167. The draft Bill contains some protection for human rights which can legally be suspended in an emergency but, aside from the partial protection for article 4 above (on forced labour), not for those from which member States cannot derogate under the European Convention, article 15. It could be argued that it is unnecessary to repeat in the draft Bill that regulations may not be made which interfere with the right to life (article 2), freedom from torture or punishment (article 3), and protection from retrospective criminal offences (article 7) because those principles are already enshrined in the Convention and enforceable under the Human Rights Act 1998.[189] But uncertainty could arise concerning the relationship between the Civil Contingencies Bill and the Human Rights Act because of the existence of clause 25. In most cases, the rules of interpretation in section 3 of the Human Rights Act should ensure its predominance over the later regulatory legislation arising under this Bill, but there is left an area of uncertainty as to how judges will react in an emergency. Furthermore, without such mention, it is difficult to see how the claim that the Bill is compatible with the European Convention on Human Rights[190] is sustainable, since powers to breach the Convention are granted. It might also be useful to mention the requirements of international humanitarian law.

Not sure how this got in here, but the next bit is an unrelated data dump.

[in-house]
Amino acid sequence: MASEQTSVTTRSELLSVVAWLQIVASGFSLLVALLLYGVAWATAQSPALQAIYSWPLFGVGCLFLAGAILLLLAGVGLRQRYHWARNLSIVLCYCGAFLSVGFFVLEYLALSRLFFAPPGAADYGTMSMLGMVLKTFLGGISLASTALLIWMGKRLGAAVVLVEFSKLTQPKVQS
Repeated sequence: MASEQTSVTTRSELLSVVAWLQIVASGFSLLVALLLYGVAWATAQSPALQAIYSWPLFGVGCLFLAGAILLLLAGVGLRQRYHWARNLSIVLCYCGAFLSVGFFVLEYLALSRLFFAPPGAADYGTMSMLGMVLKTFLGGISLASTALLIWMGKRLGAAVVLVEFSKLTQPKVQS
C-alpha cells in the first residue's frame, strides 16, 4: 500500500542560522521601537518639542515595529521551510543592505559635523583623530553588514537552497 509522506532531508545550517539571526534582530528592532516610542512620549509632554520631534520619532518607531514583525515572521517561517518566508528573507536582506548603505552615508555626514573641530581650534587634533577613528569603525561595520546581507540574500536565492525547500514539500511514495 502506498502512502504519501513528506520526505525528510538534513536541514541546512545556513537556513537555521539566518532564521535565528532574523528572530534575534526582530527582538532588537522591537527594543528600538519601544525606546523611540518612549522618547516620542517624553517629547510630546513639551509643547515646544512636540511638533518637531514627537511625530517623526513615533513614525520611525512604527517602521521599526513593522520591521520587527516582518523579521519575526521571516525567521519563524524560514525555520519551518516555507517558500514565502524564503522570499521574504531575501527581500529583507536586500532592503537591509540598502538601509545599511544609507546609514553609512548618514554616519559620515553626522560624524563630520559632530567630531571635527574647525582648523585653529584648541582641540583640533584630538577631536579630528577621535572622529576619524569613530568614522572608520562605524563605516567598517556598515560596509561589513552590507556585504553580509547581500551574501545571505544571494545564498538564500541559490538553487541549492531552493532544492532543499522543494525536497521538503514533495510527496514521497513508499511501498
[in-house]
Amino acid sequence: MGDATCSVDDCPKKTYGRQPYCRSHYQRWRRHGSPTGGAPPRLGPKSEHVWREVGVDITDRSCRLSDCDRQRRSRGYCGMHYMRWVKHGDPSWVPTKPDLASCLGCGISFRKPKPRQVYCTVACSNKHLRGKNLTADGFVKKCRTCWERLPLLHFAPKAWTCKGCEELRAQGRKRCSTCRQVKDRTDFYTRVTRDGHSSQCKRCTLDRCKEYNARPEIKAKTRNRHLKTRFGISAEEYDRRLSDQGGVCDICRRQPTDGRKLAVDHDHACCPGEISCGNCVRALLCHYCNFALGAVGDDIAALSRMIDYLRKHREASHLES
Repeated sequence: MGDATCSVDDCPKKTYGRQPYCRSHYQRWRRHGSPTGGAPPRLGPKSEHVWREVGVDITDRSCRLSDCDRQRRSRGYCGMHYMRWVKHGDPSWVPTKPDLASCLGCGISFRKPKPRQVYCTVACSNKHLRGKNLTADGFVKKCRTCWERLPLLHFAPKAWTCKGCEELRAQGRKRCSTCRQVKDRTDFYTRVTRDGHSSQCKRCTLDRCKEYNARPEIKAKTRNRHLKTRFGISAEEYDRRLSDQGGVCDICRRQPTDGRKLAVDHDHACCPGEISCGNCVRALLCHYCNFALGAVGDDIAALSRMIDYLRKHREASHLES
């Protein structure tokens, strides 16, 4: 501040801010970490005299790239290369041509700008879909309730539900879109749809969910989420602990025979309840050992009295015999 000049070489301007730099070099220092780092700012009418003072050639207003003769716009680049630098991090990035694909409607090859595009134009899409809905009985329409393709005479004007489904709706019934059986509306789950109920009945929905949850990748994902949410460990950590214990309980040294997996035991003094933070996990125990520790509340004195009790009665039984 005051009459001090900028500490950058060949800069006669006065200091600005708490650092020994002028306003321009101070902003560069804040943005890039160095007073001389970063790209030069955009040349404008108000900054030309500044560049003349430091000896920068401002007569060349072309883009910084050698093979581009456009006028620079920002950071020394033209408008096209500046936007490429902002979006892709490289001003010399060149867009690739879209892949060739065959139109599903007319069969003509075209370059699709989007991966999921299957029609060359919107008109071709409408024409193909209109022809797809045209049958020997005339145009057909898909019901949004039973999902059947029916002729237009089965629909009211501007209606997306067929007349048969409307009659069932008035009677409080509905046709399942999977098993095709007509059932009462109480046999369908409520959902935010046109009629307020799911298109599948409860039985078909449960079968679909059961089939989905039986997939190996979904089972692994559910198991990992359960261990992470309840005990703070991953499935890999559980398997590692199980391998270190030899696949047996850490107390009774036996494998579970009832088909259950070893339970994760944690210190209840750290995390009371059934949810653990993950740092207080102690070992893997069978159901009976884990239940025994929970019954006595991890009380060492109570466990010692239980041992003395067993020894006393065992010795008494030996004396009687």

168. We conclude that the intention of the draft legislation would be clearer if clause 21(4) included among the prohibitions on the making of regulations a prohibition on regulations which would breach any of the Convention rights from which it is not possible to derogate or any provision in the Geneva Conventions of 1949 and Protocols thereto of 1977.

Protections for other derogable human rights not currently mentioned in the Bill

169. In a genuine emergency it is accepted that some human rights which are normally respected may have to be curtailed or suspended. Since they are not among the rights listed in clause 21(4) or the rights protected from derogation under the ECHR, the following rights are most at risk from being adversely affected by regulations made under the draft Bill: